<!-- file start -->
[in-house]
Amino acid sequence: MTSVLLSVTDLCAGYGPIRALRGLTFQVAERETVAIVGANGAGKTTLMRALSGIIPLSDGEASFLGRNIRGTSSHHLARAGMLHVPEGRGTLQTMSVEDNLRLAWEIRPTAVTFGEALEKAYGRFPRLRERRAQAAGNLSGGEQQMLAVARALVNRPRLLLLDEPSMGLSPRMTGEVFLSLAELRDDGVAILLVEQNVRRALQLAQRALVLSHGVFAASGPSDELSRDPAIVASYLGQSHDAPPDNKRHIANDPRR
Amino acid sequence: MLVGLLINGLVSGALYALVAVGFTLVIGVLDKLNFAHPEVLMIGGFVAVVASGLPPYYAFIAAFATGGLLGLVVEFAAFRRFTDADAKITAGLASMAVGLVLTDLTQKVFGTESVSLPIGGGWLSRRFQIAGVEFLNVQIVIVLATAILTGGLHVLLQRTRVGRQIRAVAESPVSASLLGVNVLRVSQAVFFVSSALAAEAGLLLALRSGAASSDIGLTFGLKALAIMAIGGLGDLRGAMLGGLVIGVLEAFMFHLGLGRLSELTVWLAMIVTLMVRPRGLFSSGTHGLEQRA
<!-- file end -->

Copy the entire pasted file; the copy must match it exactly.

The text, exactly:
[in-house]
Amino acid sequence: MTSVLLSVTDLCAGYGPIRALRGLTFQVAERETVAIVGANGAGKTTLMRALSGIIPLSDGEASFLGRNIRGTSSHHLARAGMLHVPEGRGTLQTMSVEDNLRLAWEIRPTAVTFGEALEKAYGRFPRLRERRAQAAGNLSGGEQQMLAVARALVNRPRLLLLDEPSMGLSPRMTGEVFLSLAELRDDGVAILLVEQNVRRALQLAQRALVLSHGVFAASGPSDELSRDPAIVASYLGQSHDAPPDNKRHIANDPRR
Amino acid sequence: MLVGLLINGLVSGALYALVAVGFTLVIGVLDKLNFAHPEVLMIGGFVAVVASGLPPYYAFIAAFATGGLLGLVVEFAAFRRFTDADAKITAGLASMAVGLVLTDLTQKVFGTESVSLPIGGGWLSRRFQIAGVEFLNVQIVIVLATAILTGGLHVLLQRTRVGRQIRAVAESPVSASLLGVNVLRVSQAVFFVSSALAAEAGLLLALRSGAASSDIGLTFGLKALAIMAIGGLGDLRGAMLGGLVIGVLEAFMFHLGLGRLSELTVWLAMIVTLMVRPRGLFSSGTHGLEQRA